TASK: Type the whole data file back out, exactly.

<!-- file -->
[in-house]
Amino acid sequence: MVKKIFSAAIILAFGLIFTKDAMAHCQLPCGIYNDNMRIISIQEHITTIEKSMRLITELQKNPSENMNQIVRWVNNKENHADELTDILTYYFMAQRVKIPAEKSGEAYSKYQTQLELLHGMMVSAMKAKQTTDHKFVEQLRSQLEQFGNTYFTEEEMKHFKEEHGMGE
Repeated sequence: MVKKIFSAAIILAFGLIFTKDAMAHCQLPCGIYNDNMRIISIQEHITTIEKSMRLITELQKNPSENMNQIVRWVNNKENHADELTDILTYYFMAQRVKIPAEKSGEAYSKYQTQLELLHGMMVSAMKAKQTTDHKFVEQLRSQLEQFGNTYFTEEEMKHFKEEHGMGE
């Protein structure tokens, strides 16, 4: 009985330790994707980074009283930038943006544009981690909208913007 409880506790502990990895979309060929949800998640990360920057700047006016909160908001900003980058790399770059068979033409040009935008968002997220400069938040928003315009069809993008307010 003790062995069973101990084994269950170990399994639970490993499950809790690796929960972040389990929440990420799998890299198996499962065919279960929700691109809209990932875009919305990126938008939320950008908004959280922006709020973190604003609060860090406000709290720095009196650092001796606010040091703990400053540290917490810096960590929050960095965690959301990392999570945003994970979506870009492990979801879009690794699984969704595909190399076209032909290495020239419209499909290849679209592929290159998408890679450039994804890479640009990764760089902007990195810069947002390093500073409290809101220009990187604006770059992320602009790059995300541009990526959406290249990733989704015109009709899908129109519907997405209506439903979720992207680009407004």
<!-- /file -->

[in-house]
Amino acid sequence: MVKKIFSAAIILAFGLIFTKDAMAHCQLPCGIYNDNMRIISIQEHITTIEKSMRLITELQKNPSENMNQIVRWVNNKENHADELTDILTYYFMAQRVKIPAEKSGEAYSKYQTQLELLHGMMVSAMKAKQTTDHKFVEQLRSQLEQFGNTYFTEEEMKHFKEEHGMGE
Repeated sequence: MVKKIFSAAIILAFGLIFTKDAMAHCQLPCGIYNDNMRIISIQEHITTIEKSMRLITELQKNPSENMNQIVRWVNNKENHADELTDILTYYFMAQRVKIPAEKSGEAYSKYQTQLELLHGMMVSAMKAKQTTDHKFVEQLRSQLEQFGNTYFTEEEMKHFKEEHGMGE
């Protein structure tokens, strides 16, 4: 009985330790994707980074009283930038943006544009981690909208913007 409880506790502990990895979309060929949800998640990360920057700047006016909160908001900003980058790399770059068979033409040009935008968002997220400069938040928003315009069809993008307010 003790062995069973101990084994269950170990399994639970490993499950809790690796929960972040389990929440990420799998890299198996499962065919279960929700691109809209990932875009919305990126938008939320950008908004959280922006709020973190604003609060860090406000709290720095009196650092001796606010040091703990400053540290917490810096960590929050960095965690959301990392999570945003994970979506870009492990979801879009690794699984969704595909190399076209032909290495020239419209499909290849679209592929290159998408890679450039994804890479640009990764760089902007990195810069947002390093500073409290809101220009990187604006770059992320602009790059995300541009990526959406290249990733989704015109009709899908129109519907997405209506439903979720992207680009407004």